bird-mammal common ancestor
mturner at acpub.duke.edu
Sun Sep 11 20:22:09 EST 1994
In article <mwspitze-110994140419 at phar2.medsurge.hsis.uci.edu> mwspitze at uci.edu (matt spitzer) writes:
>> A question for evolutionary biologists:
>> What is the current thinking on the common ancestor of birds and mammals?
>So far I have received a number of informative responses. To summarize
>them, it is currently thought that mammals diverged prior to development of
>anything like a modern reptile (from which birds diverged much later).
>Does anyone disagree?
Basically right; the Synapsid- therapsid-mammal line is thought to be a
sister group to the other known Amniota (at least all living ones). The
main problem is that there is no definable group "reptiles" that means
anything more than "those amniotes that are not mammals or birds".
The basal branches of the mammal line are usually called the "mammal-like
reptiles". Among living groups, turtles appear to be a basal branch of the
other main line, then come a group with Sphenodon, lizards and snakes, and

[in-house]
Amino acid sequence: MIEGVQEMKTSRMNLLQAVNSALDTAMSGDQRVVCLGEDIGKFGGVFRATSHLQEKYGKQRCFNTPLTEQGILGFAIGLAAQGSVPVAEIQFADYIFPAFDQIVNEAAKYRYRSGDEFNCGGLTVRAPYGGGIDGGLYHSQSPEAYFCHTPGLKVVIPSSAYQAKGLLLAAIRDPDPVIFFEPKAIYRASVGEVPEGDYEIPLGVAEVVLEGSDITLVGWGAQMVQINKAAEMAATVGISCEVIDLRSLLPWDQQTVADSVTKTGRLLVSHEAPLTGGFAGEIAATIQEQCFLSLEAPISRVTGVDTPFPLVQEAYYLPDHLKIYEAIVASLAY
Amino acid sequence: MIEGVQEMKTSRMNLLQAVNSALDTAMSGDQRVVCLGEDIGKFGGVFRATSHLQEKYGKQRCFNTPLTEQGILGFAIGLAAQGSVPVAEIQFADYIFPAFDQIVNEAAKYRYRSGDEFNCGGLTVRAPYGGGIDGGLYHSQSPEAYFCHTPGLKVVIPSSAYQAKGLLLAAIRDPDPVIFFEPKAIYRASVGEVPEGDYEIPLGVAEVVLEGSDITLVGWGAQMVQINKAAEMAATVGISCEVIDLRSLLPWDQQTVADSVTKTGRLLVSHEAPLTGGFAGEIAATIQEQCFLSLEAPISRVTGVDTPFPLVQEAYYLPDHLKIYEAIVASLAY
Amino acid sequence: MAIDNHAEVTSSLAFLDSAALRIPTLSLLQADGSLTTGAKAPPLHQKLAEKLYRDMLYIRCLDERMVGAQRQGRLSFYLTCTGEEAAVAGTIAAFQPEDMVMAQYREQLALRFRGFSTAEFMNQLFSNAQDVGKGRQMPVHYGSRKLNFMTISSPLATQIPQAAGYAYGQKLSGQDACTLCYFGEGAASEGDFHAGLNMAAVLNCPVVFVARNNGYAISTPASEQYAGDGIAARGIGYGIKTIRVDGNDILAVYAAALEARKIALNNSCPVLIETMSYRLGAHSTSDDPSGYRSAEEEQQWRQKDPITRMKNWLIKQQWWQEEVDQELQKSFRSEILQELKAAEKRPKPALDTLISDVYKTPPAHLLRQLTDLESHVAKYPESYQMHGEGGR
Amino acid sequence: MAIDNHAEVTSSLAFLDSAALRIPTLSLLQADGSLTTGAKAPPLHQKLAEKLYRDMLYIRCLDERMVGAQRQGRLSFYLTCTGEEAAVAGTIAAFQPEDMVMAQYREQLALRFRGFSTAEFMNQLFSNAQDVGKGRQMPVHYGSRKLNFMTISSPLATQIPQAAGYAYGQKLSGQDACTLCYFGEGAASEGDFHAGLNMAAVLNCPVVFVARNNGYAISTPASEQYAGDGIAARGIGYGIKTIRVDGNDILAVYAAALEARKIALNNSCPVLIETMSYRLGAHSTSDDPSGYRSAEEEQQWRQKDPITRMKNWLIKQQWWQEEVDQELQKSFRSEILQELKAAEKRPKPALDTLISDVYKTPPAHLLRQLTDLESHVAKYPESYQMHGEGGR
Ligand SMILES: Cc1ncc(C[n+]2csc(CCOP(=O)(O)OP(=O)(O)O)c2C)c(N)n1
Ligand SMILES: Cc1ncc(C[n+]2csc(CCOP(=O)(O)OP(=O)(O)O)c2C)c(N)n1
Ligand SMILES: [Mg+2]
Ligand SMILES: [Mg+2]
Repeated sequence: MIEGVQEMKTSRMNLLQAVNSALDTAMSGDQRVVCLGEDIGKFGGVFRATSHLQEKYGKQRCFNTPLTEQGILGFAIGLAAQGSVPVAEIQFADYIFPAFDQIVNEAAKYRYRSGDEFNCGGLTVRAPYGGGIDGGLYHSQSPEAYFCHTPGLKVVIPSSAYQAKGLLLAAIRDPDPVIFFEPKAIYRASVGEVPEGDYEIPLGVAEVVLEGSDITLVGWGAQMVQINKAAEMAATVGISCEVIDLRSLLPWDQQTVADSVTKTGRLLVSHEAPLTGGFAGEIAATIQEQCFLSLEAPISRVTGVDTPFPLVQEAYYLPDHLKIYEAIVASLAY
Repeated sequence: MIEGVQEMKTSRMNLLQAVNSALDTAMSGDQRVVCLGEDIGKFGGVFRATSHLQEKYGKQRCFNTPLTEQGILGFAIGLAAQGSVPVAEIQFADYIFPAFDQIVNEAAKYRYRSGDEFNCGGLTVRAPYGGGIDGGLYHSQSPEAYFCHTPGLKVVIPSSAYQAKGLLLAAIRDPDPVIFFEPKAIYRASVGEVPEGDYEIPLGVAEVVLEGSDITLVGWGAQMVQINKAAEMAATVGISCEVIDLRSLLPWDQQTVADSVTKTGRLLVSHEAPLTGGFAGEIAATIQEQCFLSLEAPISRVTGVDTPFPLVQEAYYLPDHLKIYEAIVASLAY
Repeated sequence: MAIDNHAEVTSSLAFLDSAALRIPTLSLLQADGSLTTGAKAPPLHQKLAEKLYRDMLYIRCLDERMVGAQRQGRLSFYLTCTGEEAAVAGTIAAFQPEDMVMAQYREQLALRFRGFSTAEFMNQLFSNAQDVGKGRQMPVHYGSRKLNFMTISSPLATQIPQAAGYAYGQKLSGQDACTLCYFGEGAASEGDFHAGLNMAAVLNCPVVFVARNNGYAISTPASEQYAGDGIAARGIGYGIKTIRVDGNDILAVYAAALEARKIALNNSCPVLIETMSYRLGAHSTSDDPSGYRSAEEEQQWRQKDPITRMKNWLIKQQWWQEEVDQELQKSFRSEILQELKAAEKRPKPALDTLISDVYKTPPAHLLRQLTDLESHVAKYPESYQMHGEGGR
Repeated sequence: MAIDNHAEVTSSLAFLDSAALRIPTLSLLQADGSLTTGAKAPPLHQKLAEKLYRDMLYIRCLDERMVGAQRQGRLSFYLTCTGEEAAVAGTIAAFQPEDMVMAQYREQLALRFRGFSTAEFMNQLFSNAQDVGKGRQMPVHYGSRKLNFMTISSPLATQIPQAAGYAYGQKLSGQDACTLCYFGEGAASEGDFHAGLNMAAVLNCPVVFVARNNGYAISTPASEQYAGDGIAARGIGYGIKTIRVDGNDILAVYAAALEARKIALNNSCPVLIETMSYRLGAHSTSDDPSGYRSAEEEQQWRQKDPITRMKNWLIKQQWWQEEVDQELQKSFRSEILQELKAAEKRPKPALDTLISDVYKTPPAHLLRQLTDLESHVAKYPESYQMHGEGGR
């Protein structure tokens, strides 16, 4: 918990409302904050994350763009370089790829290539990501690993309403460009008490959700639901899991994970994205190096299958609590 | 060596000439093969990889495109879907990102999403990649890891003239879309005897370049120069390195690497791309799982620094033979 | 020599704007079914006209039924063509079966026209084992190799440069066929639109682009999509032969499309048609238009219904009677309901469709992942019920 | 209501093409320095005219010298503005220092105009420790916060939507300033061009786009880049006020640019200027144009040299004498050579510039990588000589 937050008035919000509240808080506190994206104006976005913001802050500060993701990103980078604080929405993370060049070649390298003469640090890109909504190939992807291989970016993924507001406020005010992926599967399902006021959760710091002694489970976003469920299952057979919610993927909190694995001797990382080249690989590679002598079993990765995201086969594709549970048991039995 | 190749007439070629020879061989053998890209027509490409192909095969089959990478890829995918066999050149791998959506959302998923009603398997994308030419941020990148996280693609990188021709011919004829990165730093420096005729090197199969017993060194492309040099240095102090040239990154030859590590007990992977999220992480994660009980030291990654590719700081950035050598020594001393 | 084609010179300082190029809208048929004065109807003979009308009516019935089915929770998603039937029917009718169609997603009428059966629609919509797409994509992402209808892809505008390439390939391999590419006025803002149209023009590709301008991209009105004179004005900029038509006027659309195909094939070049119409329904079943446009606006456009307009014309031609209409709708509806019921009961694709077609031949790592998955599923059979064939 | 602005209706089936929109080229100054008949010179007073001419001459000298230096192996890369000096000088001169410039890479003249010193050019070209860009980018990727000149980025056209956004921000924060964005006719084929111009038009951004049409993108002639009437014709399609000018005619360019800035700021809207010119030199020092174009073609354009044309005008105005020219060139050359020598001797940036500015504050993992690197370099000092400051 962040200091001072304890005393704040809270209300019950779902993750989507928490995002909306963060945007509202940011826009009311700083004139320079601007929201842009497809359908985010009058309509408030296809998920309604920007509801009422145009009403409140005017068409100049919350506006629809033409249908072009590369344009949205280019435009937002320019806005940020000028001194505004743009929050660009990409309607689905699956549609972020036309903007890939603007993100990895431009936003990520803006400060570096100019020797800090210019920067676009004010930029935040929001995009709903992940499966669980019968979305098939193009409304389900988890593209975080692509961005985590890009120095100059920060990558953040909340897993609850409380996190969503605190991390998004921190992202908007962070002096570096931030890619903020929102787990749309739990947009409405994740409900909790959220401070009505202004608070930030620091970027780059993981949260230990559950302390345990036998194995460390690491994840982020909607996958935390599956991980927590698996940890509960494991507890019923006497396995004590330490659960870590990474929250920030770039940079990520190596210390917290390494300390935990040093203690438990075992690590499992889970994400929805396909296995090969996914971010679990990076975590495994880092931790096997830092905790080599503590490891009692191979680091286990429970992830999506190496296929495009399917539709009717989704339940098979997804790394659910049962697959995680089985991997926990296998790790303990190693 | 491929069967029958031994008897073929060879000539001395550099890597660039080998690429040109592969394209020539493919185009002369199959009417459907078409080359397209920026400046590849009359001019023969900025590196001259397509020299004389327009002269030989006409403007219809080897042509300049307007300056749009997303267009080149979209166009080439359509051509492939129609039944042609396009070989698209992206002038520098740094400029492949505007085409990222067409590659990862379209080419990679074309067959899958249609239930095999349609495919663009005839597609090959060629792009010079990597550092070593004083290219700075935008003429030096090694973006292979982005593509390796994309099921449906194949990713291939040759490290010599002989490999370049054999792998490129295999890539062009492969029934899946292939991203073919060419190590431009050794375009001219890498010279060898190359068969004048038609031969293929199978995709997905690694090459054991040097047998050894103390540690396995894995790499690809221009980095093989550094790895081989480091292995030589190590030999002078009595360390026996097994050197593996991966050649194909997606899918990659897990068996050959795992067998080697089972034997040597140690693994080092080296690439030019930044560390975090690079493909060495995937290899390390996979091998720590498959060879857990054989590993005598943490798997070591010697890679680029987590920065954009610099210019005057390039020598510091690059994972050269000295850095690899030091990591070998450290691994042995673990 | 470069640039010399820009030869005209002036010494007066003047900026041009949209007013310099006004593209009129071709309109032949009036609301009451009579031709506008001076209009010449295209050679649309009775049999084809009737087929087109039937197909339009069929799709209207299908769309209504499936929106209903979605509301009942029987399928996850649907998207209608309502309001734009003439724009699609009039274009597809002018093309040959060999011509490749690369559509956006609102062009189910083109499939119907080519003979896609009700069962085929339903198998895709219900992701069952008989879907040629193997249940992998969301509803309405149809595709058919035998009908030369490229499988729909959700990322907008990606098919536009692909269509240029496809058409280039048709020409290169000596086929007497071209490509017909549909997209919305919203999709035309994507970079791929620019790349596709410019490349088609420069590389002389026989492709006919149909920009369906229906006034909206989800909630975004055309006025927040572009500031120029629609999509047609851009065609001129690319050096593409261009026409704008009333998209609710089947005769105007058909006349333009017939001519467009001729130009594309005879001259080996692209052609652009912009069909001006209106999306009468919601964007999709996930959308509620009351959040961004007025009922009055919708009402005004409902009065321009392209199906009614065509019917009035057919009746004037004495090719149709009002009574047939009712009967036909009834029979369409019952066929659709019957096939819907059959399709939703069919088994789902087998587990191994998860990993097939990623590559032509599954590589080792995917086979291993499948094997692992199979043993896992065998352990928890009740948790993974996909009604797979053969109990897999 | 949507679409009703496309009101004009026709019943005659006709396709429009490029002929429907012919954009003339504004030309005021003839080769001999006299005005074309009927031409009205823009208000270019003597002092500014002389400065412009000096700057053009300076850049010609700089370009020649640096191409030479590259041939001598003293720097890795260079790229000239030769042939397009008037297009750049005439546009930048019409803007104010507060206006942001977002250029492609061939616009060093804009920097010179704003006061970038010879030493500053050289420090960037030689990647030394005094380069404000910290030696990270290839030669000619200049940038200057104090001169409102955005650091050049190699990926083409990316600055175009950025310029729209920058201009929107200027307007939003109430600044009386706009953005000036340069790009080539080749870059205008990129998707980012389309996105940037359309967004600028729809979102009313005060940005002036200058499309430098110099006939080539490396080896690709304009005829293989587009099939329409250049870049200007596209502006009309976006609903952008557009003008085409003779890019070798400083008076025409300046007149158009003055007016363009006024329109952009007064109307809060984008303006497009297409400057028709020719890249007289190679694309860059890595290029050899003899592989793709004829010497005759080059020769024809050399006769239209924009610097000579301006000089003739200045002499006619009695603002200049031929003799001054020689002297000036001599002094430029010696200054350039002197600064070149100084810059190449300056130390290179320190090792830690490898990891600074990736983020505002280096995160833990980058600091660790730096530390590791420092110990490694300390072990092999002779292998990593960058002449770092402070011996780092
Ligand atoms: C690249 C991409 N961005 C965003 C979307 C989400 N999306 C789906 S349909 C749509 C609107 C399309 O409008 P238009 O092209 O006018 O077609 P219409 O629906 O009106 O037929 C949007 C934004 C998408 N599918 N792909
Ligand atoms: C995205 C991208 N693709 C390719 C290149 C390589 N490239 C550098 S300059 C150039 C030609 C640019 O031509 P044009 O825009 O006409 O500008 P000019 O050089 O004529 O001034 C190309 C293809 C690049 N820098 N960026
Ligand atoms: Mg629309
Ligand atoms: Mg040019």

finally the crocodilians as the living sister group to birds. (The tree gets
a lot busier if you include fossil groups). Birds are a branch of a branch
the dinosaurs; they belong to a larger group Archosauria including the crocs,
pterosaurs etc.; archosaurs and lizards, etc. comprise a larger group
Diapsida, and so forth. "Reptiles" should just be used as an informal term
for non-mammal, non-bird amniotes.
With regard to your earlier question about which living species is closest to
the common ancestor, it helps to keep in mind that all of these branching,
diverging lineages have been evolving along their own paths for exactly the
same amount of time and it is unlikely that any one of them would remain
primitive in all respects. ("primitive" = the characteristics of the msot
recent common ancestor of a group). It is misleading to pigeonhole whole
living organisms as either primitive or advanced--- (e.g., in many specific
skeletal characters most mammals are more primitive than frogs, turtles
or snakes). It is much more meaningful to try to analyze the organisms
character- by- character in order to reconstruct what the most recent common
ancestor at each branch point of the tree must have been like.
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